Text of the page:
Emily’s 5 Essential Cookbooks

(Image credit: Emily Han)

I live in a small apartment and thus have a one in, one out policy for cookbooks. Those that remain in my collection must be good reference materials or books that really inspire me to cook and create beyond specific recipes. As a denizen of farmers’ markets, spice shops, and ethnic grocery stores, I also like learning as much as I can about all the vibrant ingredients I encounter on my shopping trips. Here are five cookbooks that continue to make the cut…

Emily’s 5 Essential Cookbooks

1. Chez Panisse Fruit by Alice Waters: I received this book as a gift when I moved to California 10 years ago, and it taught me so much about the array of fruits at my local farmers’ markets – not only ways to prepare them, but also how to identify, choose, and store different varieties. A decade on, I remain deeply inspired by Waters’s simple, elegant approach to seasonal cooking.

2. Chez Panisse Vegetables by Alice Waters: Like the title above, this is not just a cookbook but a beautiful encyclopedia. Arranged alphabetically, it celebrates each vegetable with essays, selection and storage advice, recipes, and Patricia Curtan’s gorgeous linocuts. I return to Fruit and Vegetables again and again, both as bedside reading and as cooking guides.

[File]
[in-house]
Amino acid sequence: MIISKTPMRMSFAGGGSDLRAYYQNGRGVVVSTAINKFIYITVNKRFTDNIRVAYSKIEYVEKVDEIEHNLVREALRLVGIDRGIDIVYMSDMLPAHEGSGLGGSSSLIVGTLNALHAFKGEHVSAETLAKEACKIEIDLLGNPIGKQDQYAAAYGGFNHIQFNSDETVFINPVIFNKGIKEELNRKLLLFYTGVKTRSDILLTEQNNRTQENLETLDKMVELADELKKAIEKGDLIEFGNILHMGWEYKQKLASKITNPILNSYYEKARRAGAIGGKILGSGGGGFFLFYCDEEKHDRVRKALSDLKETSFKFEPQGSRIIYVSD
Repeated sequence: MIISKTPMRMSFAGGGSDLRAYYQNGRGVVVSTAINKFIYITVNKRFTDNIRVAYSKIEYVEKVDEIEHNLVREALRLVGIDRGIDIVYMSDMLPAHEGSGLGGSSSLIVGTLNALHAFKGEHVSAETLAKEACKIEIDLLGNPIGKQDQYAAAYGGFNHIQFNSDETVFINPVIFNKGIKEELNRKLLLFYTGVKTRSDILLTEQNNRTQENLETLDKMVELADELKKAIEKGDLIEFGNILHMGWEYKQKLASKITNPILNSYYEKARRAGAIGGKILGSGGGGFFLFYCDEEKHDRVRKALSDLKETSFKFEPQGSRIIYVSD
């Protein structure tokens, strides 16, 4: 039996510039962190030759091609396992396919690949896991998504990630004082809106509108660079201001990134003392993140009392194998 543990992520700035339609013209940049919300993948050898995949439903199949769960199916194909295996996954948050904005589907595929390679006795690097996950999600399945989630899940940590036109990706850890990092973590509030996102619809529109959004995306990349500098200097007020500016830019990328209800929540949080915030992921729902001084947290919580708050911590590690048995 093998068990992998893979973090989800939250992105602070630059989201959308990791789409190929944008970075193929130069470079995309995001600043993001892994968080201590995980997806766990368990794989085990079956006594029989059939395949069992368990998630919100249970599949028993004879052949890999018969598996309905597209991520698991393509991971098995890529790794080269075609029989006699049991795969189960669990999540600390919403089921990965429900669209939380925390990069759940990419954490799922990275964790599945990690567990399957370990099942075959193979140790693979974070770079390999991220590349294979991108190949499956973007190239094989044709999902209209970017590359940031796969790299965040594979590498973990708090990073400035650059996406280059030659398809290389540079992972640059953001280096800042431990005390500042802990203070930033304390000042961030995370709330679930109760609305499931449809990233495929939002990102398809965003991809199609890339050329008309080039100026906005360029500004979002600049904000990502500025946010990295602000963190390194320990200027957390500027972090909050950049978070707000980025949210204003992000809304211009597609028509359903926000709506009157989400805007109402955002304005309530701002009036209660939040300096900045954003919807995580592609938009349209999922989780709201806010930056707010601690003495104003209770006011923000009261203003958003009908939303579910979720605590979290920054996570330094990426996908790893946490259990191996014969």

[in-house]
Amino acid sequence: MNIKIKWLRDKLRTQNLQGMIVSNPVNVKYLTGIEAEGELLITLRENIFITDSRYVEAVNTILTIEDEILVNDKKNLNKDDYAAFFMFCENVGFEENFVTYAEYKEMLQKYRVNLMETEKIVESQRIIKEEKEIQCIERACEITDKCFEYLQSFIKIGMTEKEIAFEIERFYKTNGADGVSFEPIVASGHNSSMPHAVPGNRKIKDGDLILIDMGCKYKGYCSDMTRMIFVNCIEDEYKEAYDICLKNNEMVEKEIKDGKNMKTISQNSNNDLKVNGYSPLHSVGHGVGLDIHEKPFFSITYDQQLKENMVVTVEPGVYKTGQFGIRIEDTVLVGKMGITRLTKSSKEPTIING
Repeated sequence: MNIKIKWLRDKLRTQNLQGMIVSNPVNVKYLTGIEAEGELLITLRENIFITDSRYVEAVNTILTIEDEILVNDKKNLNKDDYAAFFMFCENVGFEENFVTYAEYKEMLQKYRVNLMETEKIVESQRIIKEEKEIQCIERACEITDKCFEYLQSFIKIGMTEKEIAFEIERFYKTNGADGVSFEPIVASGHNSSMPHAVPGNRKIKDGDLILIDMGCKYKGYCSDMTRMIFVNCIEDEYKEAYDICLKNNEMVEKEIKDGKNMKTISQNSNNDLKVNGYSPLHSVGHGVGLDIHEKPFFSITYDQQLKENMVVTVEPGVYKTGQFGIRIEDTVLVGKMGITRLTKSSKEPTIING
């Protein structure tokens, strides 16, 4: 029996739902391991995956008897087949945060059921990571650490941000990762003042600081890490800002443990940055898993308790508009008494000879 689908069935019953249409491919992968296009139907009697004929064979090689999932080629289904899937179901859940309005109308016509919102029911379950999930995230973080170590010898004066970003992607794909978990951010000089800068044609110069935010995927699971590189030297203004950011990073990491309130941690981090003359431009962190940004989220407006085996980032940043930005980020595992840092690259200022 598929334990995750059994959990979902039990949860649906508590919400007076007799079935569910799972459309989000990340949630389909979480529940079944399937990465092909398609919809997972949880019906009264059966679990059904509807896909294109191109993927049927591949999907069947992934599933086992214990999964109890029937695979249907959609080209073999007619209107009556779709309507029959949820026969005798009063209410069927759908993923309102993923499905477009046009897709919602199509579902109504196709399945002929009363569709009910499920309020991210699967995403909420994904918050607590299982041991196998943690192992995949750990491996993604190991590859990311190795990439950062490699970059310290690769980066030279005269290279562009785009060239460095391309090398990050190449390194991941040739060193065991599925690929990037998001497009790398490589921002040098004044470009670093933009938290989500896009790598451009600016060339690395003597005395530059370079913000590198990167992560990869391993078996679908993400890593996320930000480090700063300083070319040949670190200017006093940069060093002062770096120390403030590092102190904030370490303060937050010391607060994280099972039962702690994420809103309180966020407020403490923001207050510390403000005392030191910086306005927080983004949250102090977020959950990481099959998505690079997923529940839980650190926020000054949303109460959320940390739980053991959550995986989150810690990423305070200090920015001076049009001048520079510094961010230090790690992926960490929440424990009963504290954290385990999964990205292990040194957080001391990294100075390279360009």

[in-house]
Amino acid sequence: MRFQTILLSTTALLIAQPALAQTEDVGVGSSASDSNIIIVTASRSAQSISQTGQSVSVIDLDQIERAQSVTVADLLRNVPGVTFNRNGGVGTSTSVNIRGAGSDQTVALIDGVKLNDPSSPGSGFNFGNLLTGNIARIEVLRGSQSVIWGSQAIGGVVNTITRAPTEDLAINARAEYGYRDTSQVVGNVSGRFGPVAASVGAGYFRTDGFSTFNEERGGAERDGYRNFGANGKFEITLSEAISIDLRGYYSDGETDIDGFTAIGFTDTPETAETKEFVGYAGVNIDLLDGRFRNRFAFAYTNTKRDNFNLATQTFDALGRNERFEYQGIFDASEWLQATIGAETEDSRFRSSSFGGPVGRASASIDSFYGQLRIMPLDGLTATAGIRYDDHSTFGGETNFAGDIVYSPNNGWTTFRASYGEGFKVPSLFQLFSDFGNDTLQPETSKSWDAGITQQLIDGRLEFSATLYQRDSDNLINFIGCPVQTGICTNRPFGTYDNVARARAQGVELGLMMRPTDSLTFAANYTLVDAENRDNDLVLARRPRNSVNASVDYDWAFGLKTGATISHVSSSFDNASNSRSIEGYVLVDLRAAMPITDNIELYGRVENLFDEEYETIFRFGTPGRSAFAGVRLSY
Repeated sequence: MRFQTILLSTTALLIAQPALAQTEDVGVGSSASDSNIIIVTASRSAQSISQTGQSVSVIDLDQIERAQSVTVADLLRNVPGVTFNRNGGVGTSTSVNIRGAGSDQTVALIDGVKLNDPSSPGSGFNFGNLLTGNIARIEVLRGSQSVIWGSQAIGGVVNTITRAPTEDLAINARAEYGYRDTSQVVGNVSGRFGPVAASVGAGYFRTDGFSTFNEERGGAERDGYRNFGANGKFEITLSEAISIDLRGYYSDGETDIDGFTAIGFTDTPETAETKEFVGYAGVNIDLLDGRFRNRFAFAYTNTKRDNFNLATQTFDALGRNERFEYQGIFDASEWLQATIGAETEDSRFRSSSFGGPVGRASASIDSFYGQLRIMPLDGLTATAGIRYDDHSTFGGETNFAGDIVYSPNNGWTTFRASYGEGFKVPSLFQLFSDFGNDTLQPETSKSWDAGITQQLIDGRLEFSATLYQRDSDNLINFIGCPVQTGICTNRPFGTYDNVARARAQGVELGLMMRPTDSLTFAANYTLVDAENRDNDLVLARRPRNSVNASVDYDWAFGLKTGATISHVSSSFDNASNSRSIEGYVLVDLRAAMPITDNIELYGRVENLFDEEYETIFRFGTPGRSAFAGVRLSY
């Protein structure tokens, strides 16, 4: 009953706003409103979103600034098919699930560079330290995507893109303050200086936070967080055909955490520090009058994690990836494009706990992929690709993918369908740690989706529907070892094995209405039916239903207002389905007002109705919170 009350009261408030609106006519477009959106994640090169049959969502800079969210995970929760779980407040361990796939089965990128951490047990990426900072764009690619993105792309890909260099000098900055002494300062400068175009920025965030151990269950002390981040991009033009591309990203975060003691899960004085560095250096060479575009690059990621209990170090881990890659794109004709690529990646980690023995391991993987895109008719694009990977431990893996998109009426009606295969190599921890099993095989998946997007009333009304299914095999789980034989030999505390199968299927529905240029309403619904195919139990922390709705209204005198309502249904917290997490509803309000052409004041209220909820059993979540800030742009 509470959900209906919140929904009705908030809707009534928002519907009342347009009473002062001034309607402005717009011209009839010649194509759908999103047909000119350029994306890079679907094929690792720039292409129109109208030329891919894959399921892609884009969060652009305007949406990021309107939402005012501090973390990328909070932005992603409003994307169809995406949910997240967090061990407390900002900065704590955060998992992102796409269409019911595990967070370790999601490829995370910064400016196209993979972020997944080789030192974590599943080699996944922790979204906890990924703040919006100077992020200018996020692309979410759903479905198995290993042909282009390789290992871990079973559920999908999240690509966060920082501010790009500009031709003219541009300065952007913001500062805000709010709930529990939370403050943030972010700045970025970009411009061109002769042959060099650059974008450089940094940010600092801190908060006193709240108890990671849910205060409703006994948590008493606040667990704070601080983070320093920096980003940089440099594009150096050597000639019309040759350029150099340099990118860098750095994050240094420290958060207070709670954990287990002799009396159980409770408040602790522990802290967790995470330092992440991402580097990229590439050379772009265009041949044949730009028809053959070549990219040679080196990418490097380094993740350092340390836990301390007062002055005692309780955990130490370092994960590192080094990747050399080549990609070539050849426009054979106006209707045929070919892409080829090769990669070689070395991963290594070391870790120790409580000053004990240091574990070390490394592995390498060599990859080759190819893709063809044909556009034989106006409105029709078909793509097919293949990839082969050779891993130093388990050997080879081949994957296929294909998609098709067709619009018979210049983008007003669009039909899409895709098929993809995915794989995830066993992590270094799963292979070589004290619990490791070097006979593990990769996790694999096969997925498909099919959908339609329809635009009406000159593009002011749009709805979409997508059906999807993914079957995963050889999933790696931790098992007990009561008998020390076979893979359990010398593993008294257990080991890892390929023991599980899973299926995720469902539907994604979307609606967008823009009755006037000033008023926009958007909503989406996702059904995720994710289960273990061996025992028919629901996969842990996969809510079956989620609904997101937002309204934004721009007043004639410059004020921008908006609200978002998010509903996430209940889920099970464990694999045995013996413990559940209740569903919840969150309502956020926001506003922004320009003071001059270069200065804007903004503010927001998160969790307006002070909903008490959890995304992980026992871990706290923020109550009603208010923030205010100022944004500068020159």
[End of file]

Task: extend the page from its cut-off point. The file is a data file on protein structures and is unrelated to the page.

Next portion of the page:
3. Local Flavors: Cooking and Eating from America’s Farmers’ Markets by Deborah Madison: Local Flavors was ahead of its time when it came out in 2002, and I adore Madison’s enthusiasm for regional farmers’ markets, her creative (mostly vegetarian) recipes, and stories from visiting with farmers around the country. The book is sensibly arranged by season, and I can always count on it to give me a spark of inspiration.

4. Silk Road Cooking: A Vegetarian Journey by Najmieh Batmanglij: As a vegetarian, I am often adapting recipes or skipping over sections of cookbooks, so I love the fact that this volume is wide open to me. It contains a diverse mix of recipes, fascinating histories, and colorful travel and food photos from places along the ancient trade route, such as China, Uzbekistan, Iran, Turkey, and Italy.

5. Ball Complete Book of Home Preserving ed. by Judi Kingry and Lauren Devine: Although there are prettier and more inspiring food preservation books out there, including several that have been published in the last couple of years, this is the standard, go-to resource. I replaced Ball’s older Blue Book with this one and it’s never far from my side when I’m canning fruits and vegetables.

(Image: Emily Ho)

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